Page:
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A class-action suit targeting Google's scanning of Gmail messages to deliver targeted advertising can go ahead, based on a federal anti-wiretapping law, a judge ruled Thursday.
"a reasonable Gmail user who read the Privacy Policies would not have necessarily understood that her e-mails were being intercepted to create user profiles or to provide targeted advertisements."
"that non-Gmail users -- e-mail users who do not have a Gmail account and who did not accept Google's Terms of Service or Privacy Policies -- nevertheless impliedly consented to Google's interception of their e-mails to and from Gmail users."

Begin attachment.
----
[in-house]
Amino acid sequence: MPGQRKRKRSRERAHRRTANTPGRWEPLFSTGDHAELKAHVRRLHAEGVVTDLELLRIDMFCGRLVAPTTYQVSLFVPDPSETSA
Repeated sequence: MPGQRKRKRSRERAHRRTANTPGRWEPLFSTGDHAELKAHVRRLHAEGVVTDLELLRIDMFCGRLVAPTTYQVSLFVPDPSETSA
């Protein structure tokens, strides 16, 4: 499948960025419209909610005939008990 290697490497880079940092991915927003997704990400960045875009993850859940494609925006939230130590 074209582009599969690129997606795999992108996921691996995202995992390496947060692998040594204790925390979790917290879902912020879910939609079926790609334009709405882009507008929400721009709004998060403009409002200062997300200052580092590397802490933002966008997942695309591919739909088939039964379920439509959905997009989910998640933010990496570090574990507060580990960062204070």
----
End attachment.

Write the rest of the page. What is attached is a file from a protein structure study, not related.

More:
"the cases Google cites for this far-reaching proposition hold only that the sender of an e-mail consents to the intended recipients' recording of the e-mail -- not, as has been alleged here, interception by a third-party service provider."
reply to post by _BoneZ_
Nothing will happen to Google. They are too useful to the NSA and the other alphabet agencies, and I don't see them allowing any restrictions on Google's ability to gather, store, and analyze that data, which Google is better at than any other company.